The growth in the world's demand for oil is set to slow next year amid an "unrelenting" oversupply of crude, according to the International Energy Agency (IEA), in a report that could pile more pressure on already tumbling oil prices.
The IEA said the "first signs of a slowdown" in global oil demand had been seen in the fourth quarter of 2015, in its latest report published Friday.
"Global demand growth of 1.2 mb/d (million barrels per day) is forecast in 2016, a notable slowdown from this year's five-year high as many of the factors that contributed to a rapid increase in oil use are likely to prove temporary," the monthly report from the IEA said
Early indicators for the fourth quarter of 2015 show growth easing to 1.3 mb/d year-on-year from a third quarter peak of 2.2 mb/d, the IEA noted. The IEA added that weaker U.S. demand conditions since September were "a key contributor to the downside."
Benchmark crude prices approached seven-year lows in early December after OPEC opted to continue producing at record levels to defend its market share. In fact, the IEA said that in November, OPEC accounted for the "lion's share of the growth" in global oil supplies.
On Friday, both benchmark Brent crude and WTI were trading below 40 dollars a barrel as the supply of oil, which has outpaced demand, continued. Oil prices have tumbled over the last 18 months, from a high of $114 last June to their current levels on a glut in supply outpacing demand. On Friday, Russian's deputy finance minister issued a stark warning of $40-$60 oil "for the next seven years," Reuters reported.
The price crash was exacerbated by the 12-member oil producing group, which is led by Saudi Arabia, deciding not to cut production to support prices. A move largely seen as designed to put pressure on rivals, particularly shale oil producers in the U.S.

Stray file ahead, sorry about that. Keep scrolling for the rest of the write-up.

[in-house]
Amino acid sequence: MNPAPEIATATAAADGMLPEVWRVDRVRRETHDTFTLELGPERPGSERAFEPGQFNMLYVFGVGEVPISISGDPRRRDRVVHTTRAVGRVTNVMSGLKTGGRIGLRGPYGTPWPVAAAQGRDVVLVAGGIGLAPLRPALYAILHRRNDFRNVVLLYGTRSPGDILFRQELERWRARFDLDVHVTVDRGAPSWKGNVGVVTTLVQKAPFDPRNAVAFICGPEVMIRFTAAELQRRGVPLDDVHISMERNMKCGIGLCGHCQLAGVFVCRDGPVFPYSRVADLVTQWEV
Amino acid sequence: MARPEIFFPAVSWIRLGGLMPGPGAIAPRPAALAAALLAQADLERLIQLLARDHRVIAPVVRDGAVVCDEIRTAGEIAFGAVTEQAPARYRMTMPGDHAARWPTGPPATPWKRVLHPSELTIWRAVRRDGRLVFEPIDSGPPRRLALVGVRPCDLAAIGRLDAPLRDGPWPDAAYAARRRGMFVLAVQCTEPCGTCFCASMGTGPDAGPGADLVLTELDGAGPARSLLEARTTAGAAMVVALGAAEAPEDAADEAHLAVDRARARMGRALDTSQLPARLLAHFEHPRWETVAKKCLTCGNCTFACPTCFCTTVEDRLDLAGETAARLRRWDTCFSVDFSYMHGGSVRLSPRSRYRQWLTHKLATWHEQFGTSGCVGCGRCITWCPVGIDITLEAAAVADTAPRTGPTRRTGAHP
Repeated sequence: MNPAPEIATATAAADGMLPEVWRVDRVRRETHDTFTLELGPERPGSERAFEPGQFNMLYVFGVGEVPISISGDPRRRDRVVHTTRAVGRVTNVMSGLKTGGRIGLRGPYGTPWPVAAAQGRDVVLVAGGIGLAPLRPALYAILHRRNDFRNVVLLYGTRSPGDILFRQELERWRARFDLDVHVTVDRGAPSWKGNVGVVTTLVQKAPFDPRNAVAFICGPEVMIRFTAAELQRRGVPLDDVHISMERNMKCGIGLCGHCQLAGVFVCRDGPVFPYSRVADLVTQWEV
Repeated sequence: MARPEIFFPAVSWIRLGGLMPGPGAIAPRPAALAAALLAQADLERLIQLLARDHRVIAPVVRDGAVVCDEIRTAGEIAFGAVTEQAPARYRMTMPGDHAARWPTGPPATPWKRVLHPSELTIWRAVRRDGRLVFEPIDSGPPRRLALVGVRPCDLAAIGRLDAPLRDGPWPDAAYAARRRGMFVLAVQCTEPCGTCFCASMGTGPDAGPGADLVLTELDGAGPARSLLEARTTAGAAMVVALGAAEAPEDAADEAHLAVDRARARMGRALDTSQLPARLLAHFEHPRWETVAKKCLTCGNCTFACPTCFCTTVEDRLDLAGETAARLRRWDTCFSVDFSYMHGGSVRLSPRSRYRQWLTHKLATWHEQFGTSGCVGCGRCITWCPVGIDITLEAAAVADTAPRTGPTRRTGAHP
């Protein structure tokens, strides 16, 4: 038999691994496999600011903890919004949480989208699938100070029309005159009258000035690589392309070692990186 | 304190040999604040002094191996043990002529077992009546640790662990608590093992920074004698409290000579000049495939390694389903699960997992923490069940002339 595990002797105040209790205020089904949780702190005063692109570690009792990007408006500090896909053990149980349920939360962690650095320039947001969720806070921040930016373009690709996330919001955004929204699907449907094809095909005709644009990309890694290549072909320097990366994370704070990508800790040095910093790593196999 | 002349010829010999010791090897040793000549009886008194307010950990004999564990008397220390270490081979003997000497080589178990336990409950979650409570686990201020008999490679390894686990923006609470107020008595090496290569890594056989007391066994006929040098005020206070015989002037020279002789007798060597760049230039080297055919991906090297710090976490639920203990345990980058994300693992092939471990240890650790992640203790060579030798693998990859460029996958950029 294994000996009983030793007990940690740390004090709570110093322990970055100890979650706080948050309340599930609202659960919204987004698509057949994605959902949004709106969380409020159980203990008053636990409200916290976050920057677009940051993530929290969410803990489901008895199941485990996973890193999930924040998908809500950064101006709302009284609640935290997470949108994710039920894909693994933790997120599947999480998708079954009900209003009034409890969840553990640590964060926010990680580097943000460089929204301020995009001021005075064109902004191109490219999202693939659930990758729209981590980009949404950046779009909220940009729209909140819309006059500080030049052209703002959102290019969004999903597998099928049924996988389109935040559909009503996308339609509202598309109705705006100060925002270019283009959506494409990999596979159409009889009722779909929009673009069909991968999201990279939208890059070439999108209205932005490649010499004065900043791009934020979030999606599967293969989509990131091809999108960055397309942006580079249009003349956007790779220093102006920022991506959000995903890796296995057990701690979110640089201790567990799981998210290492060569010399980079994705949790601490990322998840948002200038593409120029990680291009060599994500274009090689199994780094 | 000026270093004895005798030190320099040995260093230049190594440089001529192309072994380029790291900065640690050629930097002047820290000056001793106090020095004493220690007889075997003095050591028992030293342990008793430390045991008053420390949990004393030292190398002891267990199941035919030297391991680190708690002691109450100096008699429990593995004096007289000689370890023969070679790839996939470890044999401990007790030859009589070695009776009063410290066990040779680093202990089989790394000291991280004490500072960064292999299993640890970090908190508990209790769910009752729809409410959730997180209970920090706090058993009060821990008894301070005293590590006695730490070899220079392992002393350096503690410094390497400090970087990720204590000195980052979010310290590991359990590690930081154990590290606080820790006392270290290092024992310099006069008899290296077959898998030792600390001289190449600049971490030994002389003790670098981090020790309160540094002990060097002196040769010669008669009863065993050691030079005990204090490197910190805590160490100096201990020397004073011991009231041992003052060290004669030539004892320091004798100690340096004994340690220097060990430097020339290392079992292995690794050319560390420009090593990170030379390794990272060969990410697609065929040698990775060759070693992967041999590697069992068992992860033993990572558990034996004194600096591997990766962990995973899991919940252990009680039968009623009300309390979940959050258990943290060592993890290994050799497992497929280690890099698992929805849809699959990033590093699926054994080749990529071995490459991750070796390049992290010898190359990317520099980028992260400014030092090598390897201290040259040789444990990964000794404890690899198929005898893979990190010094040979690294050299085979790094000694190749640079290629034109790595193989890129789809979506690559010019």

Just as global oil demand growth was showing signs of a slowdown, the global oil supply inched up in November, according to the IEA, to reach 96.9 mb/d "on slightly higher OPEC crude output."
"Total supplies stood 1.8 mb/d above a year ago, with OPEC accounting for the lion's share. Non-OPEC supply held at 58.5 mb/d in November, but annual growth slowed to below 300 kb/d from 2.2 mb/d at the start of 2015."
Nonetheless, the IEA noted that despite the price drop and slowing demand growth, OPEC crude output edged 50,000 barrels a day higher in November to 31.73 mb/d "with record production from Iraq and higher supply from Kuwait offsetting losses from African members."
It's been a terrible week for oil prices which have fallen further since OPEC's decision last Friday to not cut production, a move which would have supported prices. In deciding not to cut, OPEC signaled that it was content to keep output at record levels of at least 30 million barrels a day, a level often exceeds as evidenced by monthly output data.
The IEA responded to that decision, saying the "move appears to signal a renewed determination to maximize low-cost OPEC supply and drive out high-cost non-OPEC production – regardless of price."
On Thursday, OPEC said in its latest monthly report that non-OPEC oil supply would contract further in 2016, a far cry from the "the tremendous growth of 2.23 million barrels a day achieved in 2014."
The IEA noted that "there is evidence the Saudi-led strategy is starting to work."
"Lower prices are clearly taking a toll on non-OPEC supply, with annual growth shrinking below 0.3 mb/d in November from 2.2 mb/d at the start of the year. A 0.6 mb/d decline is expected in 2016, as US light tight oil – the driver of non-OPEC growth – shifts into contraction."
"As companies make further spending cuts in reaction to sub-$50/bbl oil, the impact on supplies – both from non-OPEC and OPEC - will be even more pronounced in the longer term."
- By CNBC's Holly Ellyatt, follow her on Twitter @HollyEllyatt.